Messrs. C. W. Bunn and James B. Kerr for plaintiff in error. [197 U.S. 1, 2] Messrs. Harold Preston, William E. Cullen, F. T. Post, and Samuel R. Stern for defendants in error.
Mr. Chief Justice Fuller delivered the opinion of the court:
This was a suit brought by the Northern Pacific Railway Company, successor to the Northern Pacific Railroad Company, in the superior court of the county of Spokane, state of Washington, against a large number of persons, to quiet title, remove clouds, and recover possession of certain parcels of real estate, alleged to be portions of its right of way in that county.
The complaint alleged that plaintiff was the owner and entitled to a strip of land, 400 feet wide, on which defendants had wrongfully entered. Some of the defendants were defaulted. Separate answers were interposed by others, separate trials had, separate verdicts rendered, and bill of exceptions granted. As to one defendant, the case was submitted to the court for trial, and findings of fact and conclusions of law were made and filed.
A single decree was rendered in favor of contesting defendants, from which the railway company appealed to the supreme court of the state, where the decree was affirmed. 25 Wash. 384, 54 L. R. A. 526, 87 Am. St. Rep. 766, 65 Pac. 555. [197 U.S. 1, 3] The opinion of that court was filed June 29, 1901, and judgment of affirmance entered July 30, 1901. On May 4, 1903, the case of Northern P. R. Co. v. Townsend, 190 U.S. 267 , 47 L. ed. 1044, 23 Sup. Ct. Rep. 671, was decided. May 28, 1903, the railway company was allowed a writ of error from this court, the judgment of the state supreme court being described as entered June 29, 1901. The case was docketed July 23, 1903, and is now numbered 88. June 30 a second writ of error was taken out and filed below, the papers correctly describing the judgment as entered July 30, 1901, and was docketed here August 13, 1903, and is now numbered 102.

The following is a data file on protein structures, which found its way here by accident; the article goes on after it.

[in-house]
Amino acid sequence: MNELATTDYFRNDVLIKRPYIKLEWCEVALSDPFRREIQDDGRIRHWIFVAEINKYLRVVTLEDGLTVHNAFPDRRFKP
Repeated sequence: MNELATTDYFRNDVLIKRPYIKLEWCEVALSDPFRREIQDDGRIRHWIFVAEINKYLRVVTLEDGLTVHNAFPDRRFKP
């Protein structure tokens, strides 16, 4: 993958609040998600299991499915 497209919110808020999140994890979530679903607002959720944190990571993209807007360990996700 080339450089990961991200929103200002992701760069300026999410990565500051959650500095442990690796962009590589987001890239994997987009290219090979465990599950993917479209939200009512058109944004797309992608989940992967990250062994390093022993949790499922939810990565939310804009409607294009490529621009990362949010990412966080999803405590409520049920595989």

Plaintiff moved for leave to amend the record in No. 88 so that the date of the judgment might be correctly given, and that thereupon No. 102 be dismissed, or, in the alternative, that No. 88 be dismissed. We grant the latter application, and dismiss No. 88 without prejudice to proceeding in No. 102. Wheeler v. Harris, 13 Wall. 51, 20 L. ed. 531; Silsby v. Foote, 20 How. 290, 15 L. ed. 822.
The facts on which the state supreme court proceeded are thus stated:
It may be added that it was only as to some of the parcels [197 U.S. 1, 5] that the filing of the map of definite location and the construction of the railroad preceded the filing of the entries. But we regard the case as falling within the rule holding the grant of the right of way effective from the date of the act. St. Joseph & D. C. R. Co. v. Baldwin, 103 U.S. 426 , 26 L. ed. 578.